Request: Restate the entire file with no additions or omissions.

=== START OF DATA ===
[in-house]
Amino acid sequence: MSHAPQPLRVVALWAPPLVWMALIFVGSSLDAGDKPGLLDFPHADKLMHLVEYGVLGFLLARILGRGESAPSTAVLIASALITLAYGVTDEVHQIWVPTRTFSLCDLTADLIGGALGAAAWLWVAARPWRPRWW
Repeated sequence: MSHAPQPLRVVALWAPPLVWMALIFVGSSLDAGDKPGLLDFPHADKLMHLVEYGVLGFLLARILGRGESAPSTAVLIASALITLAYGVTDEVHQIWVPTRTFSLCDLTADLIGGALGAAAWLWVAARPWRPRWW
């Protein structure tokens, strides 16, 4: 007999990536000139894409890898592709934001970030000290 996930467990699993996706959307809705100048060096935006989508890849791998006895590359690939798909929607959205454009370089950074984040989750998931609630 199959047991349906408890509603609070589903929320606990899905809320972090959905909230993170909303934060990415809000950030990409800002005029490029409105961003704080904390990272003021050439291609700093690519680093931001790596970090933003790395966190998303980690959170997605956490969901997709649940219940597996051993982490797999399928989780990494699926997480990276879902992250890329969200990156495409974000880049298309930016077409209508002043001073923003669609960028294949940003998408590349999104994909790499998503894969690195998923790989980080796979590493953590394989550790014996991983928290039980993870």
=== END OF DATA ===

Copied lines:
[in-house]
Amino acid sequence: MSHAPQPLRVVALWAPPLVWMALIFVGSSLDAGDKPGLLDFPHADKLMHLVEYGVLGFLLARILGRGESAPSTAVLIASALITLAYGVTDEVHQIWVPTRTFSLCDLTADLIGGALGAAAWLWVAARPWRPRWW
Repeated sequence: MSHAPQPLRVVALWAPPLVWMALIFVGSSLDAGDKPGLLDFPHADKLMHLVEYGVLGFLLARILGRGESAPSTAVLIASALITLAYGVTDEVHQIWVPTRTFSLCDLTADLIGGALGAAAWLWVAARPWRPRWW
């Protein structure tokens, strides 16, 4: 007999990536000139894409890898592709934001970030000290 996930467990699993996706959307809705100048060096935006989508890849791998006895590359690939798909929607959205454009370089950074984040989750998931609630 199959047991349906408890509603609070589903929320606990899905809320972090959905909230993170909303934060990415809000950030990409800002005029490029409105961003704080904390990272003021050439291609700093690519680093931001790596970090933003790395966190998303980690959170997605956490969901997709649940219940597996051993982490797999399928989780990494699926997480990276879902992250890329969200990156495409974000880049298309930016077409209508002043001073923003669609960028294949940003998408590349999104994909790499998503894969690195998923790989980080796979590493953590394989550790014996991983928290039980993870």